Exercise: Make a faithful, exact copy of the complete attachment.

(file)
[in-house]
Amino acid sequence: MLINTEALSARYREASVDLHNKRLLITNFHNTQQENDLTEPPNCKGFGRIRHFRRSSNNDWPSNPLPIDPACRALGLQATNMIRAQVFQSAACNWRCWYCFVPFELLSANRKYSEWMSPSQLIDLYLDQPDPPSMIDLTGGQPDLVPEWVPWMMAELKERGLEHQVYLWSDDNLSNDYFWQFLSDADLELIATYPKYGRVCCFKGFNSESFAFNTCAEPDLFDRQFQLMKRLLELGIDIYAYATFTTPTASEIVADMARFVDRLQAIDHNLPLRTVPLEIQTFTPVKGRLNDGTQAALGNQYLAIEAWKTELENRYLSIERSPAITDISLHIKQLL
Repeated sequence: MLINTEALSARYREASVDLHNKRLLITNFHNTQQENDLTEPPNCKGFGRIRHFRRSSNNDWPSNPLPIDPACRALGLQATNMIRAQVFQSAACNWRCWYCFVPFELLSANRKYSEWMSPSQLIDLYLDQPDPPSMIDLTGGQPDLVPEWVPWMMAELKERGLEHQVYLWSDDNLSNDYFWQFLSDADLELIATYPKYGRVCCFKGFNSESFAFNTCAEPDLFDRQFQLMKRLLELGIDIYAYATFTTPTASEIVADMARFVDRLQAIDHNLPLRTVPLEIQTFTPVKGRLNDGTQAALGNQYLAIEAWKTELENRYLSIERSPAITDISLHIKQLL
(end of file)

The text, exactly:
[in-house]
Amino acid sequence: MLINTEALSARYREASVDLHNKRLLITNFHNTQQENDLTEPPNCKGFGRIRHFRRSSNNDWPSNPLPIDPACRALGLQATNMIRAQVFQSAACNWRCWYCFVPFELLSANRKYSEWMSPSQLIDLYLDQPDPPSMIDLTGGQPDLVPEWVPWMMAELKERGLEHQVYLWSDDNLSNDYFWQFLSDADLELIATYPKYGRVCCFKGFNSESFAFNTCAEPDLFDRQFQLMKRLLELGIDIYAYATFTTPTASEIVADMARFVDRLQAIDHNLPLRTVPLEIQTFTPVKGRLNDGTQAALGNQYLAIEAWKTELENRYLSIERSPAITDISLHIKQLL
Repeated sequence: MLINTEALSARYREASVDLHNKRLLITNFHNTQQENDLTEPPNCKGFGRIRHFRRSSNNDWPSNPLPIDPACRALGLQATNMIRAQVFQSAACNWRCWYCFVPFELLSANRKYSEWMSPSQLIDLYLDQPDPPSMIDLTGGQPDLVPEWVPWMMAELKERGLEHQVYLWSDDNLSNDYFWQFLSDADLELIATYPKYGRVCCFKGFNSESFAFNTCAEPDLFDRQFQLMKRLLELGIDIYAYATFTTPTASEIVADMARFVDRLQAIDHNLPLRTVPLEIQTFTPVKGRLNDGTQAALGNQYLAIEAWKTELENRYLSIERSPAITDISLHIKQLL